Talk:1161: Hand Sanitizer

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Revision as of 13:47, 16 January 2013 by (talk)
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Does anyone think the "peak" referred to in the title text could be the 1918 flu pandemic? Or even the bird flu outbreak?Chexwarrior (talk) 10:31, 16 January 2013 (UTC)

That 99.99% number on the hand sanitizer is probably made up anyway. Any actual scientific measure of effectivity would need to take into account different resistance of different types of germs. So, question is, is the sanitizer more or less effective? -- Hkmaly (talk) 10:35, 16 January 2013 (UTC)

I actually had in the back of my mind that the 99.99% figure wasn't a "dead germ count," but the number of strains of germs the sanitizer has the ability to kill. I.e. there are some strains which it doesn't kill. — 12:59, 16 January 2013 (UTC)

Shouldn't 200 million times .01% actually be equivalent to 200 million times .0001, which equals 20 000 germs? 13:16, 16 January 2013 (UTC)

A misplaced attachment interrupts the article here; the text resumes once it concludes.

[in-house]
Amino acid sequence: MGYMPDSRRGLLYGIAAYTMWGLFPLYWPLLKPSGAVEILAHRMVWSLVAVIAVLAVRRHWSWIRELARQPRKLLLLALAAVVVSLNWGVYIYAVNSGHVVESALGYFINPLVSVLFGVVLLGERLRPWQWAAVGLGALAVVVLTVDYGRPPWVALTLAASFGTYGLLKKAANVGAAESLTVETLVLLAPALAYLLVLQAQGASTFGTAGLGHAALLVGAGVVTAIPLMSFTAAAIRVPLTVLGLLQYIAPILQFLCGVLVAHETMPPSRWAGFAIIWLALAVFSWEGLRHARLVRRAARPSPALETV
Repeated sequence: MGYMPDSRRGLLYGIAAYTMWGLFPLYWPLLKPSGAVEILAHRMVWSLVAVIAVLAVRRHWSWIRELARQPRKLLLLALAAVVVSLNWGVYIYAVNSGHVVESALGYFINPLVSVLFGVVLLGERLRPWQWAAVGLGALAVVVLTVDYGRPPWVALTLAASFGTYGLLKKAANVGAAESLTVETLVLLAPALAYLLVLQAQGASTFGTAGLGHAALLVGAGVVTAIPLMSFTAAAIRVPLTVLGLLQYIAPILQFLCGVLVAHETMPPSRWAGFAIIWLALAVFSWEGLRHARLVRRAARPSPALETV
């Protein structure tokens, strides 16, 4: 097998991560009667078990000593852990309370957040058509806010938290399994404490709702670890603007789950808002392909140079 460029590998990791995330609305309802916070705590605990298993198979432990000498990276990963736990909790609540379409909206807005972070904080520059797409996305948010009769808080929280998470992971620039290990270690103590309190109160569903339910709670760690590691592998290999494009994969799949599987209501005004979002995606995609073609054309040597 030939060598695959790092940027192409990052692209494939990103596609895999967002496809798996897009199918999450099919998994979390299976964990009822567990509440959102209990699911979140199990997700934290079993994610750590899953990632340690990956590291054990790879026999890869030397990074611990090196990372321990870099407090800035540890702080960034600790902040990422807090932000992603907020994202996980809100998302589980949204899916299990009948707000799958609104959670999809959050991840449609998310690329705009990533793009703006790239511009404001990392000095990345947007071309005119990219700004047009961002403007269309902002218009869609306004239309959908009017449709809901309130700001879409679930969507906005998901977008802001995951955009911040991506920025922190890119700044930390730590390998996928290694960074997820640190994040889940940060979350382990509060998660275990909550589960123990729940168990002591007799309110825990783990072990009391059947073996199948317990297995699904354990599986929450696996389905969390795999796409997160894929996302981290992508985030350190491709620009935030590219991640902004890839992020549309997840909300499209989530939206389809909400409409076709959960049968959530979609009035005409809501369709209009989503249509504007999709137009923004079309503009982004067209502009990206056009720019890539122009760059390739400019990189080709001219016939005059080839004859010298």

Yes, it should. I wonder if he will change it when he notices? 13:37, 16 January 2013 (UTC)

Yes, 2 000 000 * .01% = 20 000 is correct

Quite aside from the arithmetic, right now the US has two epidemics: influenza and norovirus, which is often known by the misnomer of "stomach flu." According to infectious disease experts, while alcohol is likely pretty effective against bacteria and SOME viruses including influenza, alcohol is probably NOT very effective against norovirus. The best way to stop the spread of norovirus: frequent hand washing with soap and water. 13:47, 16 January 2013 (UTC)